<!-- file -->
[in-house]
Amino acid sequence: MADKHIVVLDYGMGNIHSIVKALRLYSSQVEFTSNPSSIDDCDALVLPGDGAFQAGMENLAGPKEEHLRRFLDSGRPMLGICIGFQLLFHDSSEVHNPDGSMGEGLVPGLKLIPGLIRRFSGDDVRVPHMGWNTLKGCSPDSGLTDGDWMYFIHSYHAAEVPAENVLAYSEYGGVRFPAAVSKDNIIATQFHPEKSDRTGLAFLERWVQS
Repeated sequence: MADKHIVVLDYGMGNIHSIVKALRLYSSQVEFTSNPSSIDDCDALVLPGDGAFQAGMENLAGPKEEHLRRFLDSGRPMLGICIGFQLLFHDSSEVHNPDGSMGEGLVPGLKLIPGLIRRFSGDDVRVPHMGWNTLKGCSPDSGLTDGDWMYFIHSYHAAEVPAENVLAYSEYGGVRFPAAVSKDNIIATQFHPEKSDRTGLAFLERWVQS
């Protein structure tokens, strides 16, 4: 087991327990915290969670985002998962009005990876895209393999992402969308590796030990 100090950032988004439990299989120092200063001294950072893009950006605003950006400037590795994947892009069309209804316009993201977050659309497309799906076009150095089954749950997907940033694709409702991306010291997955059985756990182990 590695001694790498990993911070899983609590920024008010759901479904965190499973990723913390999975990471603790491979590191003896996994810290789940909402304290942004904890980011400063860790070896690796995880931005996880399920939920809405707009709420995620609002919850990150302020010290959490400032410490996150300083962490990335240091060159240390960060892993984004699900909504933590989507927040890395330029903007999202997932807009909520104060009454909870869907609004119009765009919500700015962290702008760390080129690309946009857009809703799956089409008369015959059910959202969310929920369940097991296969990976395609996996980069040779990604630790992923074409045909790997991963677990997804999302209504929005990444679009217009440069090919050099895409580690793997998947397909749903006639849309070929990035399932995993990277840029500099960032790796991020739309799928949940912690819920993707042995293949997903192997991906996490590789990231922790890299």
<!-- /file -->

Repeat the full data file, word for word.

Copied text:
[in-house]
Amino acid sequence: MADKHIVVLDYGMGNIHSIVKALRLYSSQVEFTSNPSSIDDCDALVLPGDGAFQAGMENLAGPKEEHLRRFLDSGRPMLGICIGFQLLFHDSSEVHNPDGSMGEGLVPGLKLIPGLIRRFSGDDVRVPHMGWNTLKGCSPDSGLTDGDWMYFIHSYHAAEVPAENVLAYSEYGGVRFPAAVSKDNIIATQFHPEKSDRTGLAFLERWVQS
Repeated sequence: MADKHIVVLDYGMGNIHSIVKALRLYSSQVEFTSNPSSIDDCDALVLPGDGAFQAGMENLAGPKEEHLRRFLDSGRPMLGICIGFQLLFHDSSEVHNPDGSMGEGLVPGLKLIPGLIRRFSGDDVRVPHMGWNTLKGCSPDSGLTDGDWMYFIHSYHAAEVPAENVLAYSEYGGVRFPAAVSKDNIIATQFHPEKSDRTGLAFLERWVQS
């Protein structure tokens, strides 16, 4: 087991327990915290969670985002998962009005990876895209393999992402969308590796030990 100090950032988004439990299989120092200063001294950072893009950006605003950006400037590795994947892009069309209804316009993201977050659309497309799906076009150095089954749950997907940033694709409702991306010291997955059985756990182990 590695001694790498990993911070899983609590920024008010759901479904965190499973990723913390999975990471603790491979590191003896996994810290789940909402304290942004904890980011400063860790070896690796995880931005996880399920939920809405707009709420995620609002919850990150302020010290959490400032410490996150300083962490990335240091060159240390960060892993984004699900909504933590989507927040890395330029903007999202997932807009909520104060009454909870869907609004119009765009919500700015962290702008760390080129690309946009857009809703799956089409008369015959059910959202969310929920369940097991296969990976395609996996980069040779990604630790992923074409045909790997991963677990997804999302209504929005990444679009217009440069090919050099895409580690793997998947397909749903006639849309070929990035399932995993990277840029500099960032790796991020739309799928949940912690819920993707042995293949997903192997991906996490590789990231922790890299």